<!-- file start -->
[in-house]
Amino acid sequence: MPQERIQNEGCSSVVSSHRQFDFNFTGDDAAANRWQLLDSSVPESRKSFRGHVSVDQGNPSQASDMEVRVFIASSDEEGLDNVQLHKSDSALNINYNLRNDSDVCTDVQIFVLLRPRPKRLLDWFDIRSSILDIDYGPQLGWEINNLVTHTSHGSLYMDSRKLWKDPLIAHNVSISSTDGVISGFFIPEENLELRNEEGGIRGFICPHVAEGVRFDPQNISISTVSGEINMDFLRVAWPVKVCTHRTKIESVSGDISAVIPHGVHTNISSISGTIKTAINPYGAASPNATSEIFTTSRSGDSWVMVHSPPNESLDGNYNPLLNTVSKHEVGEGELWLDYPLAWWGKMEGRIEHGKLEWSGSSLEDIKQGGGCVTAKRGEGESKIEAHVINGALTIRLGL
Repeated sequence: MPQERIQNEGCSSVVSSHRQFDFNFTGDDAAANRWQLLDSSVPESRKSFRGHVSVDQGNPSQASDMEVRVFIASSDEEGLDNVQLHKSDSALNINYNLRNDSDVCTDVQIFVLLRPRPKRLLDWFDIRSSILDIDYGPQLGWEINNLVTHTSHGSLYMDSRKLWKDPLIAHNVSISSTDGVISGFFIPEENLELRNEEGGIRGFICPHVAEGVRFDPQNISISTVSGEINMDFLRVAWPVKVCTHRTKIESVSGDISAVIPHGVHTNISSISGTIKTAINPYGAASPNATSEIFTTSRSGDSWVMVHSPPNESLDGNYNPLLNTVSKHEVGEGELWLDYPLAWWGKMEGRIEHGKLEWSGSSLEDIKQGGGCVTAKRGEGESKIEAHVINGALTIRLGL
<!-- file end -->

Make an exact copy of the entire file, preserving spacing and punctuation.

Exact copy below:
[in-house]
Amino acid sequence: MPQERIQNEGCSSVVSSHRQFDFNFTGDDAAANRWQLLDSSVPESRKSFRGHVSVDQGNPSQASDMEVRVFIASSDEEGLDNVQLHKSDSALNINYNLRNDSDVCTDVQIFVLLRPRPKRLLDWFDIRSSILDIDYGPQLGWEINNLVTHTSHGSLYMDSRKLWKDPLIAHNVSISSTDGVISGFFIPEENLELRNEEGGIRGFICPHVAEGVRFDPQNISISTVSGEINMDFLRVAWPVKVCTHRTKIESVSGDISAVIPHGVHTNISSISGTIKTAINPYGAASPNATSEIFTTSRSGDSWVMVHSPPNESLDGNYNPLLNTVSKHEVGEGELWLDYPLAWWGKMEGRIEHGKLEWSGSSLEDIKQGGGCVTAKRGEGESKIEAHVINGALTIRLGL
Repeated sequence: MPQERIQNEGCSSVVSSHRQFDFNFTGDDAAANRWQLLDSSVPESRKSFRGHVSVDQGNPSQASDMEVRVFIASSDEEGLDNVQLHKSDSALNINYNLRNDSDVCTDVQIFVLLRPRPKRLLDWFDIRSSILDIDYGPQLGWEINNLVTHTSHGSLYMDSRKLWKDPLIAHNVSISSTDGVISGFFIPEENLELRNEEGGIRGFICPHVAEGVRFDPQNISISTVSGEINMDFLRVAWPVKVCTHRTKIESVSGDISAVIPHGVHTNISSISGTIKTAINPYGAASPNATSEIFTTSRSGDSWVMVHSPPNESLDGNYNPLLNTVSKHEVGEGELWLDYPLAWWGKMEGRIEHGKLEWSGSSLEDIKQGGGCVTAKRGEGESKIEAHVINGALTIRLGL